Congratulations, Flower Mound, Texas, you have become the caricature the nation imagines when they they think of backward southern towns where high schoolers hold up white power signs.
Flower Mound is also where I grew up. Technically, I grew up on the border of Flower Mound and the less affluent suburb it shares a school district with, Lewisville. I went to Lewisville High School, where most students come from lower socioeconomic situations than their peers in Flower Mound. Lewisville also has a much more racially diverse population than the two Flower Mound schools, and it seems to function with what I have always thought to be a surprising level of harmony.
Right now people across the country are reading about Flower Mound, TX through a lens with little context, but I have some. In 2007, my senior year at Lewisville High School, I attended a basketball game at the other high school in Flower Mound. We were the visiting team, and in the 4th quarter of the game a chant began from the home crowd referring to us as “welfare babies.” Note that the majority of LHS is not classified as economically disadvantaged, but what if they were? In that moment a value judgement was relayed, that having less money somehow makes people less worthy of respect, or less human. The chant went on long enough for everyone in the gym to understand what was happening, and for tension to build between the crowd. Adults were able to stop the chanting soon after, but from what I can remember no real consequences ever came of that, and I know that similar situations continue to happen at games between Lewisville and Flower Mound schools to this day. That is my context.
Within Lewisville Independent School District, and probably in many suburban communities in America, there is a problem with how students perceive themselves in terms of race and class. Parents in Flower Mound and surrounding similarly affluent communities openly discuss disdain for Lewisville High School and schools like it based primarily upon incorrect assumptions about the student body. The result of those openly classist and indirectly racist sentiments too often take the form of kids who believe that because their parents have money they somehow deserve to act in whatever manner they see fit.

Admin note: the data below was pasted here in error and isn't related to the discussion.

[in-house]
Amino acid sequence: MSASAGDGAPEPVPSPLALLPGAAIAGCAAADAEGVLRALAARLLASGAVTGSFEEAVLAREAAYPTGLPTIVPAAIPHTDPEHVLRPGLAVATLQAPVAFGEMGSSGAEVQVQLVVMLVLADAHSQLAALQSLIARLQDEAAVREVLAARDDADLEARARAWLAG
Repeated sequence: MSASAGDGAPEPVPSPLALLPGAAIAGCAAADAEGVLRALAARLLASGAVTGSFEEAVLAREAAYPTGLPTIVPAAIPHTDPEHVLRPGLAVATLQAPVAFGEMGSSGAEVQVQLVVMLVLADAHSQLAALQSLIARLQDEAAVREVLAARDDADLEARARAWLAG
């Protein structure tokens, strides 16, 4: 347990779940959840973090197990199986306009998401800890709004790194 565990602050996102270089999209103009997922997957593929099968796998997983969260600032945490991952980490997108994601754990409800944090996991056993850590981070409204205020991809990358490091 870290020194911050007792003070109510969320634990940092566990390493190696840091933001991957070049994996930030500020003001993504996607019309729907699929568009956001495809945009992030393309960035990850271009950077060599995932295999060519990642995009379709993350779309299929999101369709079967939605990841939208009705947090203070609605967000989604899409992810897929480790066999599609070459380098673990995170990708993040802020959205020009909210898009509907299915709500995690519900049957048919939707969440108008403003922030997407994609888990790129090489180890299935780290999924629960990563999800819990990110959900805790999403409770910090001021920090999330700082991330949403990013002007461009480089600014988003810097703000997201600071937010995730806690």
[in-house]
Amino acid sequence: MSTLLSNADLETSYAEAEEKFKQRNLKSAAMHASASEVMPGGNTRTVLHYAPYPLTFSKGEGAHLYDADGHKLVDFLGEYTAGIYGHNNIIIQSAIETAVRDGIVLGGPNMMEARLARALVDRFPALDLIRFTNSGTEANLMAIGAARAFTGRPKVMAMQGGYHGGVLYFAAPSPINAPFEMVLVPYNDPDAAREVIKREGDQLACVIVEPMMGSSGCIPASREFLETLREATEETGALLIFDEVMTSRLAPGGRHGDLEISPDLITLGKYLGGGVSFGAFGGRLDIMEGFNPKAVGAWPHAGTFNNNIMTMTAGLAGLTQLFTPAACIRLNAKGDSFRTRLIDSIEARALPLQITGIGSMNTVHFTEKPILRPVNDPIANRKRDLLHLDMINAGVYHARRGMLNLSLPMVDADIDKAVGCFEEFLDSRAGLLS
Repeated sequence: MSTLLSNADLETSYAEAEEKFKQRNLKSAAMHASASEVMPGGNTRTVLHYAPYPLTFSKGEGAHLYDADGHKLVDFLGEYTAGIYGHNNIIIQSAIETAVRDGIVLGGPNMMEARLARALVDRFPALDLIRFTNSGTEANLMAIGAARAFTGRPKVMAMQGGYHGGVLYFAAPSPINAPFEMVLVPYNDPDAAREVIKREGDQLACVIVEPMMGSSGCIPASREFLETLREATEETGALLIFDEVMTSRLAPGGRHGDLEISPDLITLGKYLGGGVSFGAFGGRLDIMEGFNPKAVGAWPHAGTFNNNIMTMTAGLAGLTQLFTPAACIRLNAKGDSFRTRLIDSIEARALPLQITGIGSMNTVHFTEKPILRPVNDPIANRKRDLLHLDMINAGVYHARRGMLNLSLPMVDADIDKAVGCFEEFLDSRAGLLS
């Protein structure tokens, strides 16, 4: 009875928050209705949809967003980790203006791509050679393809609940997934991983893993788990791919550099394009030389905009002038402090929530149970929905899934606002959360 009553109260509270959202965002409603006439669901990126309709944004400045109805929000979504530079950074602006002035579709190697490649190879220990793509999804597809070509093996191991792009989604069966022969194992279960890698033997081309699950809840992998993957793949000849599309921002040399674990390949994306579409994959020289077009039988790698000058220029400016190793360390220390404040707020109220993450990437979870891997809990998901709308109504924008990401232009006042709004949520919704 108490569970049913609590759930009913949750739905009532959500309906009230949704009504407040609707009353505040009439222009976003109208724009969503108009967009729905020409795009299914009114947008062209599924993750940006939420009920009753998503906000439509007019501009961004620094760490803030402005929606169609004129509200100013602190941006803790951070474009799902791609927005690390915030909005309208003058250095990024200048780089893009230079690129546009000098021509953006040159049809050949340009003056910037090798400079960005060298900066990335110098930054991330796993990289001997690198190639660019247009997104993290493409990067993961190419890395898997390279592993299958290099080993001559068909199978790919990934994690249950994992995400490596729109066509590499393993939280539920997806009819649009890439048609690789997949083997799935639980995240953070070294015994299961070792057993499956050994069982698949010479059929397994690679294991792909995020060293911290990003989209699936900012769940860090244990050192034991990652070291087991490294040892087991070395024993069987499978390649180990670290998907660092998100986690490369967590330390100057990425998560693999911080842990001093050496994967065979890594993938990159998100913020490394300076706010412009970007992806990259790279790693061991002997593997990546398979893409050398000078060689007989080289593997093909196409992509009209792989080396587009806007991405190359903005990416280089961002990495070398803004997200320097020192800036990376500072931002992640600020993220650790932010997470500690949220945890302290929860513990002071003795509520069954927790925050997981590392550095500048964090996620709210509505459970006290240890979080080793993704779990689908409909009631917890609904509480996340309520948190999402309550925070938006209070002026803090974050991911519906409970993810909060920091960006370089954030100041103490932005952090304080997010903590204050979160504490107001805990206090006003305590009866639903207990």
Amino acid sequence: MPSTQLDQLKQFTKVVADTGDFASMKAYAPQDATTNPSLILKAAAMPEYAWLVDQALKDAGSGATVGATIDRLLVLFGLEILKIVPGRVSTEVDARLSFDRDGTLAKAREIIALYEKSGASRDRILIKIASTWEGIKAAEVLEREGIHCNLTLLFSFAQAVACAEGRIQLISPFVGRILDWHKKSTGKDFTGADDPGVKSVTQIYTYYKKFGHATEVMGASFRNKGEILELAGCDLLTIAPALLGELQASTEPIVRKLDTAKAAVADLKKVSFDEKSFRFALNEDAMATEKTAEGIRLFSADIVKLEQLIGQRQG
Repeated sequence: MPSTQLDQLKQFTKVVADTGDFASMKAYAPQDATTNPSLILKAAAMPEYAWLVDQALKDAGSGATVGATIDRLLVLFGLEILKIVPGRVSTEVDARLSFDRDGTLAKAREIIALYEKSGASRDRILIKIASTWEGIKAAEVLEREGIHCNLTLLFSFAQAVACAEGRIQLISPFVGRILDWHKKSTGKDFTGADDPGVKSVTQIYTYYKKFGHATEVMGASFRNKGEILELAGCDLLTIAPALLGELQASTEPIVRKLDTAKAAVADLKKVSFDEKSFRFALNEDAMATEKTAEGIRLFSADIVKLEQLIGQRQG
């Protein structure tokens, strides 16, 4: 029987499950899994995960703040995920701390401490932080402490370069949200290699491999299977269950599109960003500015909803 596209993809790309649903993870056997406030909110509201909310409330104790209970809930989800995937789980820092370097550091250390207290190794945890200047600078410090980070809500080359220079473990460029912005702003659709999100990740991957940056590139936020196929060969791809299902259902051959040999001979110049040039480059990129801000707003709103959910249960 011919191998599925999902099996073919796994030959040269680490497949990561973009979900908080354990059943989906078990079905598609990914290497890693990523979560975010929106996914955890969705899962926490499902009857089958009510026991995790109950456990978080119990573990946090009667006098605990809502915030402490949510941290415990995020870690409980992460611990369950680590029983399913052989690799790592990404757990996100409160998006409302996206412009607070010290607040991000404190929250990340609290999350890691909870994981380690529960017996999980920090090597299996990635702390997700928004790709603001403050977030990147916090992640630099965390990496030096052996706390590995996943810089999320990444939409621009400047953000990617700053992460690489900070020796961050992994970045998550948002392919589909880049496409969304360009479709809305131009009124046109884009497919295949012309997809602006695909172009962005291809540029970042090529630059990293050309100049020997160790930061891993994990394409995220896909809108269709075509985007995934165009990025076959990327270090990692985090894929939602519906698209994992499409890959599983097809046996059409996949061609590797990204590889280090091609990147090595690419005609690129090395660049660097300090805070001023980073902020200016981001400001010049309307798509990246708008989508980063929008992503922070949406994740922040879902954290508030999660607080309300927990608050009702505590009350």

I understand that what happened to the Plano East team’s bus remains unverified, but if FMHS students did indeed defecate on a bus, that behavior transcends the realm of acceptable teenage rebellion and enters the territory of behavior requiring immediate attention. That action specifically shows not only malice, but a deeper misunderstanding of humanity. Did the students consider the person who would have to clean up the human feces they left behind, or did that person not even cross their minds because they think a person responsible for cleaning a bus is only there to service them? It is not hard to crack a 16-year-old, so in my view LISD and FMHS need to get to the bottom of this immediately. If the bus incident was indeed perpetrated by FMHS students they should be responsible for cleaning buses for the rest of the year in addition to apologizing to the person or people who had to clean up their barbaric mess. There must be actionable consequences for situations like these or they will continue.
The reason history is a subject for human study is for the hope that humanity will not repeat its mistakes. I don’t think the kids from Flower Mound should be expelled, or otherwise shamed beyond cleaning buses and having to formally apologize. I do think this is a time to reflect on how we understand the historical context of the world we live in, and how that effects the youngest members of our society. I don’t blame the students for not understanding the gravity of a white power sign because it is likely they have only been exposed to a surface-level history of racism and the continued struggle for civil rights in America. It is that ignorance that turned this high school prank into something more sinister.
My fear is that people in the community will view this situation as a one-off that occurred in a vacuum. But contrary to Rush Limbaugh’s recent comment that racism under Jim Crow happened “a thousand years ago” (it was 50), racism in America is very much an open wound. For all those FMHS students may not know about what happened in this country just 50 years ago, someone’s family-member in the stands may very well remember when white supremacy justified the segregation that would have made a game between these two schools impossible.
I know that Flower Mound is not the caricature of itself the latest action by a few FMHS students suggests — Flower Mound High School alone is home to 31 of the school district’s 59 National Merit Finalists. I also know that there are people in that community — white, black, yellow, and brown — who support one another because I am a product of that. The problem is that although there is often acceptance there is not also a willingness to engage with certain uncomfortable truths, and unfortunately that means we are all trapped by the weight of our past, rather than the hope for a more unified future.